Updating your installation
Keeping your installation up to date means you get new features and bug fixes implemented by other users of the platform.
Please read the guidelines for feeding back changes – if you follow those when working on your site it should be much easier for you to keep your code up to date with upstream. In the best case scenario, if you submit frequent pull requests and keep up to date, you shouldn’t run into many conflicts at all.
The code itself
master branch of the main FixMyStreet repository should always be safe,
stable, and deployable. On top of that, we have fixed version numbers that our
install script and AMI use, and you are welcome to as well.
Install script/ AMI users: Note that if you have used the install script or the AMI, then your repository by default will be cloned from the main FixMyStreet repository. Please see our AMI specific updating instructions.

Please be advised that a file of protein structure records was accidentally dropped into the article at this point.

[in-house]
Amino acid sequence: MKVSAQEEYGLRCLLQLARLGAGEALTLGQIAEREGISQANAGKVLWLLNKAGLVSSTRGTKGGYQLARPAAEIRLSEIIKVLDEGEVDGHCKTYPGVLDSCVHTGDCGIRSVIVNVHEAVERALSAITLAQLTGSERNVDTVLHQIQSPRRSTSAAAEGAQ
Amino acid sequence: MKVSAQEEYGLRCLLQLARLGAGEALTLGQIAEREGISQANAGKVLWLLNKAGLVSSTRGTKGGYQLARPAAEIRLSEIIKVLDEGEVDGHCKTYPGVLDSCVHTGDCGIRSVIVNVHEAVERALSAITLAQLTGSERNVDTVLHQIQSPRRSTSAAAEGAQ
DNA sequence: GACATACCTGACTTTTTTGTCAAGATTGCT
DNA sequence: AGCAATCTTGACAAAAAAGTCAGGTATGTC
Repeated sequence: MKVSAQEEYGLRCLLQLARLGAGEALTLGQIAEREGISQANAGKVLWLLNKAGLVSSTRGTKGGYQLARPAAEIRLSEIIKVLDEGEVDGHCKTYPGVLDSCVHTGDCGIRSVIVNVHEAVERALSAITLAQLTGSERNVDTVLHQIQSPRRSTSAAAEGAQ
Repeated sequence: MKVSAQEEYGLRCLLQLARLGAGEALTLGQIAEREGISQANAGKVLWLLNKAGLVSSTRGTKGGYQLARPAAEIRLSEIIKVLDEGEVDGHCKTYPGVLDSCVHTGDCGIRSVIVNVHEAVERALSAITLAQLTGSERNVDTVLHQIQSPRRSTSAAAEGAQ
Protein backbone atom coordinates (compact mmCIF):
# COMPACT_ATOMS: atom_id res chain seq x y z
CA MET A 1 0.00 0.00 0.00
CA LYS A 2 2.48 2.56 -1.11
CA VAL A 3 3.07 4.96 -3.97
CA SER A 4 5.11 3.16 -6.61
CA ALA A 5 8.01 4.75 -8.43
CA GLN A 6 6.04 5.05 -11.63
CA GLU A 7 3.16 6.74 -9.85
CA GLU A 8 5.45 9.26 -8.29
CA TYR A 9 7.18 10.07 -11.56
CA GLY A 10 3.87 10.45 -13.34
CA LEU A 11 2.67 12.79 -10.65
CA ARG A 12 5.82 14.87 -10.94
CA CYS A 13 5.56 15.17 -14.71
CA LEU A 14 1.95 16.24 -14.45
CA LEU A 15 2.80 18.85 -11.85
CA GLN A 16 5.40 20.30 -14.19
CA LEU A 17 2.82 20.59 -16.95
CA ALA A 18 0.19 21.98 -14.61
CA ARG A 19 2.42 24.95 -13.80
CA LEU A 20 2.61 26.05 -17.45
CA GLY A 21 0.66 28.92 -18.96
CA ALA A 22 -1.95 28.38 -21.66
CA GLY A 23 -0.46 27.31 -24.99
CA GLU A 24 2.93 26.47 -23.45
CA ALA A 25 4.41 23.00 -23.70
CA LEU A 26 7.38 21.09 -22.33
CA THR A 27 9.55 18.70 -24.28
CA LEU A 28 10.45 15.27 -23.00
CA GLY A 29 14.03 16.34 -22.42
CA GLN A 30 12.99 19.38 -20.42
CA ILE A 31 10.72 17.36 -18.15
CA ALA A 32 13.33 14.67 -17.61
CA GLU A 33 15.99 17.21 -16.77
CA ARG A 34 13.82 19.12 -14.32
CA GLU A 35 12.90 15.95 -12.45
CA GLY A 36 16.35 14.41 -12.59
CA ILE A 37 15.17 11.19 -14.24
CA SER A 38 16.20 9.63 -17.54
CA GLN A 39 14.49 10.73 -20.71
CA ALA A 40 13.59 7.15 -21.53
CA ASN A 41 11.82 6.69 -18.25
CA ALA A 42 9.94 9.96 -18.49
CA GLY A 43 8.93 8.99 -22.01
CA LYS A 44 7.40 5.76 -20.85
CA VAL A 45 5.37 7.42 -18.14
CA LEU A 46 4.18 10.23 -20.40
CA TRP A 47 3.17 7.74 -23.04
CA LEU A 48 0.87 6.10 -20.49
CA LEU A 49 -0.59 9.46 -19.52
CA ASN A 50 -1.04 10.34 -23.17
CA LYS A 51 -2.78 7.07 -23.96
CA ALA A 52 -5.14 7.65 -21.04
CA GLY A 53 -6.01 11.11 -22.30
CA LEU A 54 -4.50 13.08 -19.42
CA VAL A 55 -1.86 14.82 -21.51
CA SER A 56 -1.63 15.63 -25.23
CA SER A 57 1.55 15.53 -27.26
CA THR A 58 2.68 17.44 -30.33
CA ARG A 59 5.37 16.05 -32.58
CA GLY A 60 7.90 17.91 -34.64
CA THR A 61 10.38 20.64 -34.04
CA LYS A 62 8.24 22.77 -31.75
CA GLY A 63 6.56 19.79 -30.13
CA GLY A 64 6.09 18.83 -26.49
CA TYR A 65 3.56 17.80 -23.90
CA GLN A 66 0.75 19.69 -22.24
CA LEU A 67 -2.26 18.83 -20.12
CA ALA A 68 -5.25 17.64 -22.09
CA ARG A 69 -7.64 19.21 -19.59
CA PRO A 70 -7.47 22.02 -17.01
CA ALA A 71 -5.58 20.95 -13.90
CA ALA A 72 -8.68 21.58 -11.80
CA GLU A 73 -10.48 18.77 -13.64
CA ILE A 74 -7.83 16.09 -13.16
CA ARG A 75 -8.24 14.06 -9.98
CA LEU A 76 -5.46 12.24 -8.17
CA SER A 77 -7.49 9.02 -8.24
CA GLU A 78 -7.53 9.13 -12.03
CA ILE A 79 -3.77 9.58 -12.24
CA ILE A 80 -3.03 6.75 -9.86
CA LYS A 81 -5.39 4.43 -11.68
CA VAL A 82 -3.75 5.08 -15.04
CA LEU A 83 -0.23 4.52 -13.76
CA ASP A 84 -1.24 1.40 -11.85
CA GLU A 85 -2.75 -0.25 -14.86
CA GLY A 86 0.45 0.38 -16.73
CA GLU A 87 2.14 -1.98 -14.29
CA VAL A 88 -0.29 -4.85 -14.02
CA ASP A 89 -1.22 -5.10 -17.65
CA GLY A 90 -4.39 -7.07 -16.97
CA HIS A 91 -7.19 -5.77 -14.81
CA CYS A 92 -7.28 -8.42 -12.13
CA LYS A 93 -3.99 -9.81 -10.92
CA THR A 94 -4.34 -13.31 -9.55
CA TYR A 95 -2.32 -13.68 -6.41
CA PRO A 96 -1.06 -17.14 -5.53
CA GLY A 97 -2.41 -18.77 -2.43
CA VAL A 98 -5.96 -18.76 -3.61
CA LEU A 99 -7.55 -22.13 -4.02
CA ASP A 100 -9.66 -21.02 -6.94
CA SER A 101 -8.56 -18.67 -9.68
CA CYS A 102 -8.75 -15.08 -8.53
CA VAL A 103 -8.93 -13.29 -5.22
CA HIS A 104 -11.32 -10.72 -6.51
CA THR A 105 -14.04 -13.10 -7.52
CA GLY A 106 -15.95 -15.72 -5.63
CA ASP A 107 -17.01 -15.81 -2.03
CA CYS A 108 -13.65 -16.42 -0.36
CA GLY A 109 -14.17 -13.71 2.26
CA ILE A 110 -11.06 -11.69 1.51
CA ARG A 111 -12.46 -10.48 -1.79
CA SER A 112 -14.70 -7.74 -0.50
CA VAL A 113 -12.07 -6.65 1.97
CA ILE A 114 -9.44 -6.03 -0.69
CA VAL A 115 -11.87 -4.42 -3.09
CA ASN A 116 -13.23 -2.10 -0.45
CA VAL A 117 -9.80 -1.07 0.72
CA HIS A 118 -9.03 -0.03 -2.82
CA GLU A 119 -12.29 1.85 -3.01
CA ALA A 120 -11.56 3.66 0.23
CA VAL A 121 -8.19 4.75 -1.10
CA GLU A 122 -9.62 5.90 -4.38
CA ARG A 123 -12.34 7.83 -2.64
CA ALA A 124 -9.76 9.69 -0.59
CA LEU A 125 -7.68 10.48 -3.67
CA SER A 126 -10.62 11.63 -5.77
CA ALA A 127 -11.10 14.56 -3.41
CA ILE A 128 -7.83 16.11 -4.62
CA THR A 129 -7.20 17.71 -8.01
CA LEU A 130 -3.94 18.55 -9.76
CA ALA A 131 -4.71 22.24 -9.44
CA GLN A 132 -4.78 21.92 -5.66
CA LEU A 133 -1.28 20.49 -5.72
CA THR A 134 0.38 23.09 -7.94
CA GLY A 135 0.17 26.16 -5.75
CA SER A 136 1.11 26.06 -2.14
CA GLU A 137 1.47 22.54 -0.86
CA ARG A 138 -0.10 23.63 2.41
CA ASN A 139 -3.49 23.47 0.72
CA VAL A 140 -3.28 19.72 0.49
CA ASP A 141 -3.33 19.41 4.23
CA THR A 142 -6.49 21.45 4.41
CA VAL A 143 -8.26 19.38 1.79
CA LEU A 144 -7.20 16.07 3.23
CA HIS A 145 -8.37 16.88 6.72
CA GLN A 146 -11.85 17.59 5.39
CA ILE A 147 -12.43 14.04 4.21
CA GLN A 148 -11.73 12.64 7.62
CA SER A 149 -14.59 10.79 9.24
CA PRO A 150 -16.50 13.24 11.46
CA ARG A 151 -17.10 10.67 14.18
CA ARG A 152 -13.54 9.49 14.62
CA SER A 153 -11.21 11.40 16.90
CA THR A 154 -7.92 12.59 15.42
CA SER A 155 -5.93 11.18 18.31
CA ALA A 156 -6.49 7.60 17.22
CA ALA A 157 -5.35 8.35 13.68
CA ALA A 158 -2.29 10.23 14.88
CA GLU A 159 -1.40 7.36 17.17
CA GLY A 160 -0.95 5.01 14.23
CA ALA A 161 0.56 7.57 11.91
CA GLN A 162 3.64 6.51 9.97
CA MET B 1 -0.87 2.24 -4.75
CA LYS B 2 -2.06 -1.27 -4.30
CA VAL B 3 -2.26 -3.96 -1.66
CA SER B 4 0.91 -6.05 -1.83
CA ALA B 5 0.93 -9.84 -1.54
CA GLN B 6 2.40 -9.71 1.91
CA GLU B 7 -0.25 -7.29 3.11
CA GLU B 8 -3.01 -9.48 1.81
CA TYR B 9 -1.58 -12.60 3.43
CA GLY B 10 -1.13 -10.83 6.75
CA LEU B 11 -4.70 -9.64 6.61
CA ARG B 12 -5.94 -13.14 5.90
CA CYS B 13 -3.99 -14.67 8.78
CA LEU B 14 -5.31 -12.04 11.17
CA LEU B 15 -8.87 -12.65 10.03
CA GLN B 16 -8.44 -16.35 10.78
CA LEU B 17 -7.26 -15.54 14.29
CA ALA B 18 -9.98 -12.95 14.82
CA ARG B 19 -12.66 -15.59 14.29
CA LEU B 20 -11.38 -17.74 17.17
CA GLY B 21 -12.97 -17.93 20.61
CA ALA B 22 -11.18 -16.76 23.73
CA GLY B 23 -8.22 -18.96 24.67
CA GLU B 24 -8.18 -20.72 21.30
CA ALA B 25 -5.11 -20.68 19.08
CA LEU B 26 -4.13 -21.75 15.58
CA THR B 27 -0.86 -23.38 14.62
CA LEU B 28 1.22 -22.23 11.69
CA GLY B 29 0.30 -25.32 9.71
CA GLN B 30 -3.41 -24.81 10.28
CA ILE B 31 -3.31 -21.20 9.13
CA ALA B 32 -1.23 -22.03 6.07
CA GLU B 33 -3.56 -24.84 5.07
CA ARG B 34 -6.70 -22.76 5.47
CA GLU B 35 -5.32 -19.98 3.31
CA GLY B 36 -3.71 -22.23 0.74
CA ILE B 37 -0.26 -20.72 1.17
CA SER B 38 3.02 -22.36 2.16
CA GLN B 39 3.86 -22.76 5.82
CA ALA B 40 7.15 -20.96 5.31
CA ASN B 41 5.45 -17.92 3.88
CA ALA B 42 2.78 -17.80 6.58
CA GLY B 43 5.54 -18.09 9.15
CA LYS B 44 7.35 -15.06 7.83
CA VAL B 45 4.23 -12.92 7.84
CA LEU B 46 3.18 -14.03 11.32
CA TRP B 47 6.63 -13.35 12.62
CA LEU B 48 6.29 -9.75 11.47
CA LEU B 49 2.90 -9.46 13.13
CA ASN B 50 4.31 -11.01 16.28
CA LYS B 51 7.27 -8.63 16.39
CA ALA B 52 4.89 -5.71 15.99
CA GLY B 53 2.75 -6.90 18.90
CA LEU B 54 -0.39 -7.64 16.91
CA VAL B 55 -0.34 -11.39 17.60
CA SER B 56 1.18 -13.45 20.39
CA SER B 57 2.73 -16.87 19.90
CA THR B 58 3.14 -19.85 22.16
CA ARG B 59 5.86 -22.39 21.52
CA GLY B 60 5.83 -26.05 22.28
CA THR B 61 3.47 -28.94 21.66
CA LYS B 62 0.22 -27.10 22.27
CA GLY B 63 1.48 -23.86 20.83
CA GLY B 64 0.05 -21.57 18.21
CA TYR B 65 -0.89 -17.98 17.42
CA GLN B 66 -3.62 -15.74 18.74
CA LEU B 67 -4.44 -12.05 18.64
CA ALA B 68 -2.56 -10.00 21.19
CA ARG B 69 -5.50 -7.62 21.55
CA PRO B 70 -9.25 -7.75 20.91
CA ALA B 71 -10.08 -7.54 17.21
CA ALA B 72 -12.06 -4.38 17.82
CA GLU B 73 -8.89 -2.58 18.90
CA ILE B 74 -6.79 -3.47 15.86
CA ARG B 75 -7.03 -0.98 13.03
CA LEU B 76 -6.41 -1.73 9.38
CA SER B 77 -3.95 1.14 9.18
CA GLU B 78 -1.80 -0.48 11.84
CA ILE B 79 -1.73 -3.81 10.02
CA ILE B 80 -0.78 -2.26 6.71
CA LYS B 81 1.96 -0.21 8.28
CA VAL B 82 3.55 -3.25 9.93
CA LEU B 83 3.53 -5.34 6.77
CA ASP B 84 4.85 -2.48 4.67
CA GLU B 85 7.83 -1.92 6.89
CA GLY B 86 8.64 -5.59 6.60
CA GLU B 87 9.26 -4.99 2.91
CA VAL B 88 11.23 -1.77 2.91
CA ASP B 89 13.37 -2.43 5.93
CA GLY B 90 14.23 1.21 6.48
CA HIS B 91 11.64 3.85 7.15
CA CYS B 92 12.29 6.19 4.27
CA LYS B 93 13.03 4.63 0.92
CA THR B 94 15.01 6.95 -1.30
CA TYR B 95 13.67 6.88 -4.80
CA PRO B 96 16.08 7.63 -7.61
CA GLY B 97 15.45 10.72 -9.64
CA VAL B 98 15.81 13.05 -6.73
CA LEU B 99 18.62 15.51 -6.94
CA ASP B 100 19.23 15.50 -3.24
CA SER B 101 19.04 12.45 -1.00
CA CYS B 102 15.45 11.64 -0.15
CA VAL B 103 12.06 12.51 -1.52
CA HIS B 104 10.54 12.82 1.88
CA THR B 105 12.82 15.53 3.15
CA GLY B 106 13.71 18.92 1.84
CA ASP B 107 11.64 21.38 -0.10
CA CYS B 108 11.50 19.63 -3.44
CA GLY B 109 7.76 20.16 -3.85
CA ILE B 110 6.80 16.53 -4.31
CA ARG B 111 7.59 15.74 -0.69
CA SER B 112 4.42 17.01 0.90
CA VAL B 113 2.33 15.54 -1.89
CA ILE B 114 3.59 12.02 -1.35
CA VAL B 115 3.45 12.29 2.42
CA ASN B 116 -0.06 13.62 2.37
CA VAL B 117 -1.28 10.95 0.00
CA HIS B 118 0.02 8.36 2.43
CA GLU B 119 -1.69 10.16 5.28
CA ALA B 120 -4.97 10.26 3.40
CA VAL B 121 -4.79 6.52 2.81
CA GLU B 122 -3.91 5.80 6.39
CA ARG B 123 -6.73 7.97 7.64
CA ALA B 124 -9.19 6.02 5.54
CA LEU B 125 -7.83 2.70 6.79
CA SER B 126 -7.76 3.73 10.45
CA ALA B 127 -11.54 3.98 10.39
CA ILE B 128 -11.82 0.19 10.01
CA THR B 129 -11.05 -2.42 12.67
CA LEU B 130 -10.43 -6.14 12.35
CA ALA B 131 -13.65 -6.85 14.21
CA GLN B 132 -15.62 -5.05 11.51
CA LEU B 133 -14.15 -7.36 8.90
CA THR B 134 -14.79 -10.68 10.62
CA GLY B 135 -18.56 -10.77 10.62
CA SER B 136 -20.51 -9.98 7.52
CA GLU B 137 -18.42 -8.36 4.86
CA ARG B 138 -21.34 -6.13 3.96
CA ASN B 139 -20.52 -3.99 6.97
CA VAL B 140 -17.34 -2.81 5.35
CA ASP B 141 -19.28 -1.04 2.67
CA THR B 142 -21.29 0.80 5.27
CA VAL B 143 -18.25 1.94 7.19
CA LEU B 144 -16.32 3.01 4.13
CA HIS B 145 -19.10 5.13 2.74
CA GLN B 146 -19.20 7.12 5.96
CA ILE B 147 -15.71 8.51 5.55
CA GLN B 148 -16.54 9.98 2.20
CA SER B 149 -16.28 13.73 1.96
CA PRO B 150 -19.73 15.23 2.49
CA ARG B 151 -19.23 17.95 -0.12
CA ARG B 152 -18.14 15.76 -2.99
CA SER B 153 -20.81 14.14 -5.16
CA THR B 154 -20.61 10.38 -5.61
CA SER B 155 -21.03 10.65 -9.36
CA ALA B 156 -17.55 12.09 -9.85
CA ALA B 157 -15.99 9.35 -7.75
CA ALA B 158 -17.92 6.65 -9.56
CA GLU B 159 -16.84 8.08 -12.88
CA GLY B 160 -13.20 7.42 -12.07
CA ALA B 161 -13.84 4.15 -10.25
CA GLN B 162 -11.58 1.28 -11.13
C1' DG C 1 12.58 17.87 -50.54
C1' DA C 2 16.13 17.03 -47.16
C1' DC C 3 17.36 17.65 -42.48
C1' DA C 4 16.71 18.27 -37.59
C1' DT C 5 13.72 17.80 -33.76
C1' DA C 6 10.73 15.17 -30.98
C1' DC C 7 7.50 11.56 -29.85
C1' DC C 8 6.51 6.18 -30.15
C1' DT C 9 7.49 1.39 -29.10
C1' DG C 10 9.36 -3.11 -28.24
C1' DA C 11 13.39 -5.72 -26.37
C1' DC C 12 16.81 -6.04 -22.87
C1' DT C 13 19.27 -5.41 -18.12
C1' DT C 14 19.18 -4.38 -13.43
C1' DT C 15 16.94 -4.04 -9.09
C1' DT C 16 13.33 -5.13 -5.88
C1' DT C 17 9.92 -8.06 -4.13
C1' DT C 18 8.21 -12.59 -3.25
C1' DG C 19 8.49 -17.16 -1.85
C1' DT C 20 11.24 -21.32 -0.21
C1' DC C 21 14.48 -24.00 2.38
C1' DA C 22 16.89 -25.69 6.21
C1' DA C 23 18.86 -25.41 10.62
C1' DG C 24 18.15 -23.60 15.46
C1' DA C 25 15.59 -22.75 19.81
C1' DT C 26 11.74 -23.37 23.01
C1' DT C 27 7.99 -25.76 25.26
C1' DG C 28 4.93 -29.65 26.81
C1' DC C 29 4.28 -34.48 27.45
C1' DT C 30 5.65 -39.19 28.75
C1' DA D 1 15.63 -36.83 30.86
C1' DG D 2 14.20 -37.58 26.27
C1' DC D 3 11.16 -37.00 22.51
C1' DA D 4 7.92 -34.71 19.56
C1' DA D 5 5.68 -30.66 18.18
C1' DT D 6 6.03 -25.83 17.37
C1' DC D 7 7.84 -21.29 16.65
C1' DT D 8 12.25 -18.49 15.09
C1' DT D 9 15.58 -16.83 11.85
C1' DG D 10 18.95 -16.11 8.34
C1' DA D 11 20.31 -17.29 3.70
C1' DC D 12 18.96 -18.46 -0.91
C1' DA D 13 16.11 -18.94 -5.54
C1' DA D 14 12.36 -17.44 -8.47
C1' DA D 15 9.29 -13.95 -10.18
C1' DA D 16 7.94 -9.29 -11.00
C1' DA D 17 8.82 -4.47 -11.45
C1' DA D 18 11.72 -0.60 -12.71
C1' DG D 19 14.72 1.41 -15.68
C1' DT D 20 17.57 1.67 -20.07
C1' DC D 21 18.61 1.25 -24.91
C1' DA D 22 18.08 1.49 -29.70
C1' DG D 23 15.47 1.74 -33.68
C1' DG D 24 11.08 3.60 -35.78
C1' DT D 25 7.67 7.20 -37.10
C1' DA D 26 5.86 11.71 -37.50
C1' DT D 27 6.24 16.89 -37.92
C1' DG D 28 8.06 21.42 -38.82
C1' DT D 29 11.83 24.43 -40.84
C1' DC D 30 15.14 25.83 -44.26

Let’s say you have forked the main FixMyStreet repository on GitHub, and you have cloned your fork and have been working on that. You have made some commits that you have not yet submitted upstream to be merged in. GitHub have some helpful instructions on pulling in upstream changes, but it basically boils down to:
If you’re proficient with git, of course feel free to rebase your changes on top of the upstream master, or however else you wish to best go about the issue :-) Doing this frequently will help prevent you get in a situation where you are too worried to merge in case it breaks something.
Subsequent dependency updates
After updating the code, you should run the following command to update any needed dependencies and any schema changes to your database. It’s a good idea to take a backup of your database first.
If you are updating to a version lower than 2.1 then you will have to run multiple scripts to update everything:
Of course, if you have made changes to the database schema yourself, this may not work, please feel free to contact us to discuss it first.
Restart the server
Lastly, you should restart your application server, this may be restarting your webserver, or if it is running separately, something like: